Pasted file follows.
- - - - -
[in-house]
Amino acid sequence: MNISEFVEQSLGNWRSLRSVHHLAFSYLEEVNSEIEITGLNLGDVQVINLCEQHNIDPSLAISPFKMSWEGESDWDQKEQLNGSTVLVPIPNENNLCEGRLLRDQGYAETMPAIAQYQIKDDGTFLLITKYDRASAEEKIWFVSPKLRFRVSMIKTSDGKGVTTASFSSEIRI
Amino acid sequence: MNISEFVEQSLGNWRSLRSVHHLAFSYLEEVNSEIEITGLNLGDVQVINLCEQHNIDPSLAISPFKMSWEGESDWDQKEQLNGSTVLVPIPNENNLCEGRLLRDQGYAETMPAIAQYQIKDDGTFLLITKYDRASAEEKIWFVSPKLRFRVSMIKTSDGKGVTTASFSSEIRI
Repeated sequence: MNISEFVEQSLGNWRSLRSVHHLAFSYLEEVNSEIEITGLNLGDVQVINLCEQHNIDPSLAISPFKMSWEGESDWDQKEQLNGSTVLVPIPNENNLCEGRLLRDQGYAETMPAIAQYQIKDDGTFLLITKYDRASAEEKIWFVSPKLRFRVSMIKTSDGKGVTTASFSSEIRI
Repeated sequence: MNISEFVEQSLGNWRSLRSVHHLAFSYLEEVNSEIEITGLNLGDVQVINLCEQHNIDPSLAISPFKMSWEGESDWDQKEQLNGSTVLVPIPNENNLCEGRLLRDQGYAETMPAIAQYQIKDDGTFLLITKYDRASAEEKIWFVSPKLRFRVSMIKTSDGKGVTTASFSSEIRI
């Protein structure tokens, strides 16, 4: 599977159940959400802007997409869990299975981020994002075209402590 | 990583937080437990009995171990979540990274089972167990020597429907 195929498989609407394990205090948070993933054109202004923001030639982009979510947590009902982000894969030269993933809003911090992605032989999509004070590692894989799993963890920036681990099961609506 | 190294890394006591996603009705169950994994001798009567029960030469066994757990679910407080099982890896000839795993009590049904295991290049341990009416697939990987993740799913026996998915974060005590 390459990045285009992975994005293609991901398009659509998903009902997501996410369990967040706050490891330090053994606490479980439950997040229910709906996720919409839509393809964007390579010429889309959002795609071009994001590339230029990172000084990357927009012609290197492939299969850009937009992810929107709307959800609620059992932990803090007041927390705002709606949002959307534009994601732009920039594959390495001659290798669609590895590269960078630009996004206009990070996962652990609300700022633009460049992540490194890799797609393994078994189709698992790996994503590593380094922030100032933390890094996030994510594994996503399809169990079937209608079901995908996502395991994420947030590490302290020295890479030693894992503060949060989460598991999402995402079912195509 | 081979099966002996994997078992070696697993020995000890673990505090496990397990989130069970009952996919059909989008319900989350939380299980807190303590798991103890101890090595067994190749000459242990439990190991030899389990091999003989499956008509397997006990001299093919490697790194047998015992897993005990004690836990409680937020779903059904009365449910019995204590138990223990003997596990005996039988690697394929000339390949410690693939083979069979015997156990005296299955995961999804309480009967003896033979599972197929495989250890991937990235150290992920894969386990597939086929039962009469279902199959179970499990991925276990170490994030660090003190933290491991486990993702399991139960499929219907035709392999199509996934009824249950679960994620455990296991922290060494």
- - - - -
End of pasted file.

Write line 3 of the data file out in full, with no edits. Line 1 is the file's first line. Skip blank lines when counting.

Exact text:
Amino acid sequence: MNISEFVEQSLGNWRSLRSVHHLAFSYLEEVNSEIEITGLNLGDVQVINLCEQHNIDPSLAISPFKMSWEGESDWDQKEQLNGSTVLVPIPNENNLCEGRLLRDQGYAETMPAIAQYQIKDDGTFLLITKYDRASAEEKIWFVSPKLRFRVSMIKTSDGKGVTTASFSSEIRI